The mechanics of the human body are truly amazing, and researchers have further confirmed this with some interesting info on how those swimmers reach their target and fertilise the waiting egg.
Imagine you’re an egg. You’re just hanging around in an ovary when you get the signal to set off. So you roll down the Fallopian tube, full of anticipation and then just sort of hang about.
It’s like being at a bar and waiting for your Tinder date to arrive, if you will. That Tinder date is sperm and scientists now think they know more about what drives the sperm to the
bar Fallopian tube to meet its dream date egg.
“Researchers have found that a protein in the cell membranes of sperm plays a key role in how they find their way to eggs,” Science Daily reports.
Not only that, but this protein helps eggs and sperm realise they’re a match species-wise too.
“The PMCA protein may also help explain how egg cells only interact with sperm from the same species.”
Okayyyyyy. Let’s not get weird, guys.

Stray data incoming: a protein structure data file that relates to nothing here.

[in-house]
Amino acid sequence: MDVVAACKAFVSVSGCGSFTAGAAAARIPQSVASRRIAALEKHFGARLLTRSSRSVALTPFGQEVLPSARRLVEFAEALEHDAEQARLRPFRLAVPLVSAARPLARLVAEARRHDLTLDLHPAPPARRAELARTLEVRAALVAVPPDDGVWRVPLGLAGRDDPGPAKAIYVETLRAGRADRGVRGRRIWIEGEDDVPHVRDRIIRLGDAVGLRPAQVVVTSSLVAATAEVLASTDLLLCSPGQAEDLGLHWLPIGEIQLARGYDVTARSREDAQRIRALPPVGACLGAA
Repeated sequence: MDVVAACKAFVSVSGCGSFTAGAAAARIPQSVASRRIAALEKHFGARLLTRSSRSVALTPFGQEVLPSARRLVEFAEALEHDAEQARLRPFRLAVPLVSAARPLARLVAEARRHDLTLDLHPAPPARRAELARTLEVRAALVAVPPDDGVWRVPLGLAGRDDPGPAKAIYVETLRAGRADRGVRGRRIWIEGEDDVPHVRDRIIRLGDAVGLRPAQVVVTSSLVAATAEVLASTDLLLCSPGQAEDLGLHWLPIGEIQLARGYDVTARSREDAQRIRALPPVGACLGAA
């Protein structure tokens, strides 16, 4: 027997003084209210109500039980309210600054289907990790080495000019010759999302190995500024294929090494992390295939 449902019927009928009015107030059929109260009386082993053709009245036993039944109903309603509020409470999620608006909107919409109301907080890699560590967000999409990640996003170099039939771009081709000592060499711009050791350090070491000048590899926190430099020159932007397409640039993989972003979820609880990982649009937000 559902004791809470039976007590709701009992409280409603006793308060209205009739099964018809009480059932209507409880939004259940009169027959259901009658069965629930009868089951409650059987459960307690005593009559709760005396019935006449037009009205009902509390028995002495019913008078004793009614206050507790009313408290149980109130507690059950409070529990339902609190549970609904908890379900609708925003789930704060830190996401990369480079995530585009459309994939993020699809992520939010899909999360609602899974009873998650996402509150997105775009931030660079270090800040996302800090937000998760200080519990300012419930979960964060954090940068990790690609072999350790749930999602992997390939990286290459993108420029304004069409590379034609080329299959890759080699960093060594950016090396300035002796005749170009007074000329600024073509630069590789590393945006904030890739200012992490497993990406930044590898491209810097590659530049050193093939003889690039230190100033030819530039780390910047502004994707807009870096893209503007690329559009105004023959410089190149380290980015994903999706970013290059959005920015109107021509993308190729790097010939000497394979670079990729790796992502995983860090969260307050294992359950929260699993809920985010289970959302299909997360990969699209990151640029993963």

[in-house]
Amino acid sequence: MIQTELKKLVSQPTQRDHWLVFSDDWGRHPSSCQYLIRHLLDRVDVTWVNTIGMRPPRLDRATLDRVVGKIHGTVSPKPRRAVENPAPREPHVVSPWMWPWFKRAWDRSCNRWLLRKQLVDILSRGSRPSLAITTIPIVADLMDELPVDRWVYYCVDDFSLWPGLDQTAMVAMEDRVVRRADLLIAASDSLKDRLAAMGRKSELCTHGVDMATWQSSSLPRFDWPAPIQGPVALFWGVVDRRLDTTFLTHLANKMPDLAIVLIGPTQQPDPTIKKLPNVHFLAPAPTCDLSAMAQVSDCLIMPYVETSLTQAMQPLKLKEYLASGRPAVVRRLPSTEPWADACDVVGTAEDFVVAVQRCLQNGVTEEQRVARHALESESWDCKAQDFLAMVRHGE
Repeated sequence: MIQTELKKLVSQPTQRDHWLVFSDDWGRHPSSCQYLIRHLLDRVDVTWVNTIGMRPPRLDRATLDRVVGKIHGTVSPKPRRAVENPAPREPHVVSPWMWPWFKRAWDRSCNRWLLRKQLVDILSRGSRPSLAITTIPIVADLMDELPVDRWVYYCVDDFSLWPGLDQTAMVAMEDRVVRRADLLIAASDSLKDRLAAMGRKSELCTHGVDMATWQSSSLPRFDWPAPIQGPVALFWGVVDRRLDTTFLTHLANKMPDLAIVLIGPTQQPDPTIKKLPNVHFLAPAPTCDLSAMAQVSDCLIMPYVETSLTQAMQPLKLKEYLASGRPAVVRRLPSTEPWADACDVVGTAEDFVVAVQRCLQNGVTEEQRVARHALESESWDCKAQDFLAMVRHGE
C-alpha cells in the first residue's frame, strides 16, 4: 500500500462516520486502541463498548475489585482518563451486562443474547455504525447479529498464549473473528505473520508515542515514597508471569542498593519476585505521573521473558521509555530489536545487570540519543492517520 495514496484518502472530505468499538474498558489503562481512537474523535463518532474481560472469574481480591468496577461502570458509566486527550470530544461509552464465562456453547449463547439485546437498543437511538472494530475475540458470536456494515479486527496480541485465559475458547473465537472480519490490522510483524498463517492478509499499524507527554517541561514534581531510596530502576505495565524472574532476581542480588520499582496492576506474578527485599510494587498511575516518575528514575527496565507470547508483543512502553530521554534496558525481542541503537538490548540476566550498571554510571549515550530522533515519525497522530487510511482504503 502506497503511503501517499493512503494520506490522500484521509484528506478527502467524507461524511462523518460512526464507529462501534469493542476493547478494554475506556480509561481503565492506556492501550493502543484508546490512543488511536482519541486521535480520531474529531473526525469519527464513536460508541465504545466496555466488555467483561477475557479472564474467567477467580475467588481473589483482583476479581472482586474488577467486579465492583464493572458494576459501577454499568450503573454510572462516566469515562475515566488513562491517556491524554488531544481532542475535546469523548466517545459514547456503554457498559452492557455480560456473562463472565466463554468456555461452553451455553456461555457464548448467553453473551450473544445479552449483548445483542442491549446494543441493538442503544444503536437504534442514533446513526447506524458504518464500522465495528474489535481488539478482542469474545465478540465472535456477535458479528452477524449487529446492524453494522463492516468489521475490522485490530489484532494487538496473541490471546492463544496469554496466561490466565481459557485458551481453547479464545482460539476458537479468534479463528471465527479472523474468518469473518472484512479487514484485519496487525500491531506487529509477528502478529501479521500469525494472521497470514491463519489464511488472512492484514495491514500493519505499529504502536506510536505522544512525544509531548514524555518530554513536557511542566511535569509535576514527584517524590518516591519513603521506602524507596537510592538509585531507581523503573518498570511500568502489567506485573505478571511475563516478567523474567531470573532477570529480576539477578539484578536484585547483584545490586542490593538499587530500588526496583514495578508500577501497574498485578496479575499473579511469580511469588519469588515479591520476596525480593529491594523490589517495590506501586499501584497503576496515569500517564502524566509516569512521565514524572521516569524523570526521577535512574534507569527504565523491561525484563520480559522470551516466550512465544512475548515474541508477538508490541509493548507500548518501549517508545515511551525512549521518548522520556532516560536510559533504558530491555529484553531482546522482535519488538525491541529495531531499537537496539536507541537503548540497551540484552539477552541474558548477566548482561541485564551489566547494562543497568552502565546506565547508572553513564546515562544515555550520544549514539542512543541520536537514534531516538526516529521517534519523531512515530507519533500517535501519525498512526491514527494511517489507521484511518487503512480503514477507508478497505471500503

Read more about parenting and science:
- Does ‘spit cleaning’ your baby’s dummy help prevent future allergies?
- Has science found a brilliant new use for baby poop?
- New study suggests childcare centres might be best for kids’ development
Shake a tail feather
It’s not just sperm that is cleverly engineered to meet their eggy match. Egg cells release a chemical which lures the sperm to them too. It’s a titch like Lynx for ladies only the ladies are eggs, if that makes sense.
The GPS-like protein in sperm (aka PMCA) not only helps it find its way to the egg, it affects the way sperm wave their little tails too.
“PMCA is abundant in the tails or flagella membranes of the ascidian sperm,” scientist Professor Manabu Yoshida from the Misaki Marine Biological Station at the University of Tokyo said.
“It binds to the species-specific attractant and alters how the flagella waves, thus directing movement of the sperm cell.”
Shake your flagella membranes, everyone!
But seriously, it’s hoped that this PMCA protein intel may lead to further studies in improving fertility – and hopefully new fertility-promoting drugs.
“Now we know PMCA plays an important part in cellular function. It makes it a promising target for drug research,” Professor Yoshida said.